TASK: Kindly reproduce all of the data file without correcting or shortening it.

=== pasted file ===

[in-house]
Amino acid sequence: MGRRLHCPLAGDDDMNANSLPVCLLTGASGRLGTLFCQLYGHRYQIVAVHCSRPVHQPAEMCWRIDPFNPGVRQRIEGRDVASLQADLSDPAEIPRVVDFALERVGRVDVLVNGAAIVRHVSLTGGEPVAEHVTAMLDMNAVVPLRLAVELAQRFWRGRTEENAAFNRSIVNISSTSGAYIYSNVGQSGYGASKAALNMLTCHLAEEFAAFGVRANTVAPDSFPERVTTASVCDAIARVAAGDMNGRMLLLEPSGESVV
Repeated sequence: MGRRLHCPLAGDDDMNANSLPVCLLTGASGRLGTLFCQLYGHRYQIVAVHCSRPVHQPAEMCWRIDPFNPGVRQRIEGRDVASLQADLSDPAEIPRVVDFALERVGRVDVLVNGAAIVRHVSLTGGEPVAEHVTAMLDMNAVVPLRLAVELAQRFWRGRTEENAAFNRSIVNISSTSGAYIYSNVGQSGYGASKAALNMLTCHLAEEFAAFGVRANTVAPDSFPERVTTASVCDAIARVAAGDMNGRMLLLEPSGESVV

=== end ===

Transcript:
[in-house]
Amino acid sequence: MGRRLHCPLAGDDDMNANSLPVCLLTGASGRLGTLFCQLYGHRYQIVAVHCSRPVHQPAEMCWRIDPFNPGVRQRIEGRDVASLQADLSDPAEIPRVVDFALERVGRVDVLVNGAAIVRHVSLTGGEPVAEHVTAMLDMNAVVPLRLAVELAQRFWRGRTEENAAFNRSIVNISSTSGAYIYSNVGQSGYGASKAALNMLTCHLAEEFAAFGVRANTVAPDSFPERVTTASVCDAIARVAAGDMNGRMLLLEPSGESVV
Repeated sequence: MGRRLHCPLAGDDDMNANSLPVCLLTGASGRLGTLFCQLYGHRYQIVAVHCSRPVHQPAEMCWRIDPFNPGVRQRIEGRDVASLQADLSDPAEIPRVVDFALERVGRVDVLVNGAAIVRHVSLTGGEPVAEHVTAMLDMNAVVPLRLAVELAQRFWRGRTEENAAFNRSIVNISSTSGAYIYSNVGQSGYGASKAALNMLTCHLAEEFAAFGVRANTVAPDSFPERVTTASVCDAIARVAAGDMNGRMLLLEPSGESVV